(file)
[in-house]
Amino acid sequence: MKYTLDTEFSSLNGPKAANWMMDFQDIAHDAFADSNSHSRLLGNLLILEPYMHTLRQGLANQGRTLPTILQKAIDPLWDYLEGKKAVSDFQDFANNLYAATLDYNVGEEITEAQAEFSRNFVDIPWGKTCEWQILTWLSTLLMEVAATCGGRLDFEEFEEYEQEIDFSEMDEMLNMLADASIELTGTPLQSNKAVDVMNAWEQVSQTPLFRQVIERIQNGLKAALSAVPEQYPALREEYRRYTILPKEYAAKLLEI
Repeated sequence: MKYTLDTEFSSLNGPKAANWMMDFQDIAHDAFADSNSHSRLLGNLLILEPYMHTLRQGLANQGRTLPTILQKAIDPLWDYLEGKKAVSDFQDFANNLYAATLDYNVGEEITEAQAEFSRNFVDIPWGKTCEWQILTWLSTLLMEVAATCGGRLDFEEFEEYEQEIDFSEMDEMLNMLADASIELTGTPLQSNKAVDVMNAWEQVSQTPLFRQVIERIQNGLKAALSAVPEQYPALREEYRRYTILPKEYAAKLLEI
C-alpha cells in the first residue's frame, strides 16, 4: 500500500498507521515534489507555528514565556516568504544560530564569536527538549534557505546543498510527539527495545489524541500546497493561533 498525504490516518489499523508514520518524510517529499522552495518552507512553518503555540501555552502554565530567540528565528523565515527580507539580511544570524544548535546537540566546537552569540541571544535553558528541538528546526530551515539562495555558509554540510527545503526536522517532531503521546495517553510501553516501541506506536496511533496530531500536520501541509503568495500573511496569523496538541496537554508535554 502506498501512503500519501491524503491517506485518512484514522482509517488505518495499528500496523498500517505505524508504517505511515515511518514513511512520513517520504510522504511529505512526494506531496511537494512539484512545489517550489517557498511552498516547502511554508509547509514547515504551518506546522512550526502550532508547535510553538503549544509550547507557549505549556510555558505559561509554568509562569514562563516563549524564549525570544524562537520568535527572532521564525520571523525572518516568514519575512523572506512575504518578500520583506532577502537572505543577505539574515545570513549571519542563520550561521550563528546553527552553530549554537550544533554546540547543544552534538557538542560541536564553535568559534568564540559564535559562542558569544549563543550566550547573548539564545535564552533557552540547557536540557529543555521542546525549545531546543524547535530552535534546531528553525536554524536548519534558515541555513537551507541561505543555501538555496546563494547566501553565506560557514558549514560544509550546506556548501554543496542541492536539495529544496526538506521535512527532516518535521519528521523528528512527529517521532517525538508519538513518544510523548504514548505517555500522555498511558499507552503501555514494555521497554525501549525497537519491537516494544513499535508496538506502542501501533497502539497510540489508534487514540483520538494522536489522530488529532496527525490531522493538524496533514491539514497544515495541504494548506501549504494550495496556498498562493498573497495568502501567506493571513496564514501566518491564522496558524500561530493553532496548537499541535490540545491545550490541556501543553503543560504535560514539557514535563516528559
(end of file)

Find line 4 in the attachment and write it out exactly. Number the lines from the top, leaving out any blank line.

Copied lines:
C-alpha cells in the first residue's frame, strides 16, 4: 500500500498507521515534489507555528514565556516568504544560530564569536527538549534557505546543498510527539527495545489524541500546497493561533 498525504490516518489499523508514520518524510517529499522552495518552507512553518503555540501555552502554565530567540528565528523565515527580507539580511544570524544548535546537540566546537552569540541571544535553558528541538528546526530551515539562495555558509554540510527545503526536522517532531503521546495517553510501553516501541506506536496511533496530531500536520501541509503568495500573511496569523496538541496537554508535554 502506498501512503500519501491524503491517506485518512484514522482509517488505518495499528500496523498500517505505524508504517505511515515511518514513511512520513517520504510522504511529505512526494506531496511537494512539484512545489517550489517557498511552498516547502511554508509547509514547515504551518506546522512550526502550532508547535510553538503549544509550547507557549505549556510555558505559561509554568509562569514562563516563549524564549525570544524562537520568535527572532521564525520571523525572518516568514519575512523572506512575504518578500520583506532577502537572505543577505539574515545570513549571519542563520550561521550563528546553527552553530549554537550544533554546540547543544552534538557538542560541536564553535568559534568564540559564535559562542558569544549563543550566550547573548539564545535564552533557552540547557536540557529543555521542546525549545531546543524547535530552535534546531528553525536554524536548519534558515541555513537551507541561505543555501538555496546563494547566501553565506560557514558549514560544509550546506556548501554543496542541492536539495529544496526538506521535512527532516518535521519528521523528528512527529517521532517525538508519538513518544510523548504514548505517555500522555498511558499507552503501555514494555521497554525501549525497537519491537516494544513499535508496538506502542501501533497502539497510540489508534487514540483520538494522536489522530488529532496527525490531522493538524496533514491539514497544515495541504494548506501549504494550495496556498498562493498573497495568502501567506493571513496564514501566518491564522496558524500561530493553532496548537499541535490540545491545550490541556501543553503543560504535560514539557514535563516528559